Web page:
This weeks’ musings have no particular focus. I am what is generally labelled an “over-thinker” and being out of my old life, my old familiar surroundings, with, it has to be said, far fewer demands on my time than I had 6 month’s ago, I’ve found myself observing a lot more as well as thinking a lot more. The thinking bit is not necessarily a bonus! I’m much more content when I have plenty to do, things to accomplish and so on. I’m sure that will sound familiar to many people, and it’s probably a result of our conditioning in the west, and also an age thing!
However, being the type of person who decided to make a virtue of necessity I’m choosing to see the amount of mental “downtime” I’ve had here as a positive thing. I may have mentioned before that I am not a fan of social media but I’m more than willing to accept that without the ease of communication afforded by messenger, whatsapp and the like I would have found the first few weeks a lot harder to cope with. I do find now, though, that stuff that seemed important when I was in England no longer gets to me in the same way. This is my way of letting you know that the stuff I’m about to ramble on about is not going to shake your world!
Apologies for the poor quality of the photo. It was taken after my evening class so the lighting is from the overhead street light. I love this “four on a bike” thing! Health and Safety? What’s that then? This is Khin Khin being picked up after class by her husband and two kids on a Honda 250. It’s quite unusual in only one respect and that is that all four of them are wearing crash helmets. I’ve seen five people on a bike and, got to admit, it did make my stomach lurch when one of the five is a tiny baby held in one arm loosely over the adult’s hip. No crash helmets, and possibly the week’s shopping balanced precariously in front of the driver for good measure.
Its also very common to see massive loads of… well whatever, vegetables, kitchen ware, cans of beer, bottles of water, piled high on the motorbike and held on with bungee cords. Bungee cords are very popular here. I saw someone on a push bike the other day with a load of bananas strapped on to the back with bungee cord. I also saw a tiny plastic chair strapped on a similar way to provide a seat for a toddler. Part of me is horrified, another part of me is full of admiration for the ingenuity that this represents. I’ve not had the nerve to ride a motorbike whilst I’ve been here, but I would be the first to admit that this has curtailed my life in some ways.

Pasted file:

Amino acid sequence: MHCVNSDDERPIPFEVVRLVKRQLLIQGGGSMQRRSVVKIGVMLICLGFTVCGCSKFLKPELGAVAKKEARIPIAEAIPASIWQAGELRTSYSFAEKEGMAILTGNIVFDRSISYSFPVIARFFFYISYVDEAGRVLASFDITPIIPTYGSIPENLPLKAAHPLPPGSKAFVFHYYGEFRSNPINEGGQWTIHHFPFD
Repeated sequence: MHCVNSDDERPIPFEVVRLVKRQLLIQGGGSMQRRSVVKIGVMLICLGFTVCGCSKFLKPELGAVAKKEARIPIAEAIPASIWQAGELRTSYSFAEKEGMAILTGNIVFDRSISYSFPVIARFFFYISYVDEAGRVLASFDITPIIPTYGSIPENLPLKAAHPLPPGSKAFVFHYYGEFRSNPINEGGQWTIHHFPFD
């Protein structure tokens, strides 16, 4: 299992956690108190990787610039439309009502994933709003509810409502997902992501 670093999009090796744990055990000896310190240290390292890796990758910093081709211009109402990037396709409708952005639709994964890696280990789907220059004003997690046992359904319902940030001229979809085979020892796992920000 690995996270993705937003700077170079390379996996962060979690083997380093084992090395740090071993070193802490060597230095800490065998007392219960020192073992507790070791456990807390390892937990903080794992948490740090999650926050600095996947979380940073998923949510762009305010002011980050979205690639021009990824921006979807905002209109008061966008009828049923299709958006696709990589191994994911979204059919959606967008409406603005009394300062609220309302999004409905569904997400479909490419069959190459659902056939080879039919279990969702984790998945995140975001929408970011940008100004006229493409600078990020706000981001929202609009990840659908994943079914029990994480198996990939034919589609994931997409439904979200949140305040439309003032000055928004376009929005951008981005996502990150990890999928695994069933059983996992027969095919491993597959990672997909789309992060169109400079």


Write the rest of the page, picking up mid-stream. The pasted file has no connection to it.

I make no apologies by the way. In my younger days I would quite happily razz up and down the M1 in various sized vans and trucks, picking up heavy loads of fruit and vegetables and delivering to our various shops around Derbyshire. I just have a “thing” about scooters, mopeds and motorbikes, possibly because I have lost friends in accidents on these in the past. I’ve been driving for 40 years so you’d think I would be able to handle a 125 or a 250 with ease wouldn’t you? I do know that if I decide to return I will definitely make sure that I get some lessons or practise on a small 2 wheeled motorised form of transport first!
What Will You Miss Most?
Good question, and one that people are already asking me so I need to give it some thought. These people for a start:
I do have their permission to put these on here. These are my Mae La students and I will miss them very much. I am confident that they will all pass their exam on March 16th, and I truly hope that they will all be able to fulfil their dreams and plans for the future. Some will be Social Workers, some will be Teachers, some want to be Medics and others want to be involved in Community Building back in Karen State.
I’ll also miss all the people I’ve met and the friends I’ve made in Mae Sot. It has been a truly amazing and rewarding experience getting to know different people, being involved in other people’s lives (and dramas) and finding out at least a little about the fantastic work that other people are doing here on the border. In a lot of ways we a typical “ex pat” type group of people but I choose to see that as a positive thing. It’s very common to read/hear sneering comments about “ex-pats” anywhere in the world and I understand that to a certain extent. Us Brits, for example, are notoriously arrogant about the language thing, and I feel that all Westerners harbour at least a few ideas about the way things “should” be done. On the other hand, these communities can offer immense support and comfort to people who have no experience of the way of life or the language. I know that my own experience would not have been half as enjoyable if I hadn’t met fellow NGOs who are ready, willing and able to offer advice and support. Once I get permission I’ll get some photos and we can have a rogues’ gallery on here!
I will not miss the following:
Mosquitoes! (I hate them with an almost psychopathic virulence)
Always having dirty feet/hard skin on my feet.
Street dogs who seem to think that anyone on a bicycle is fair game
Industrial-strength plastic packaging that is almost impossible to open, on virtually everything you buy, including random things like lip balm.
That’s about it really. Not bad.
Time to go now. No doubt I’ll come up with many more things to go into these lists, the “What I will Miss” one at least.
Til next time,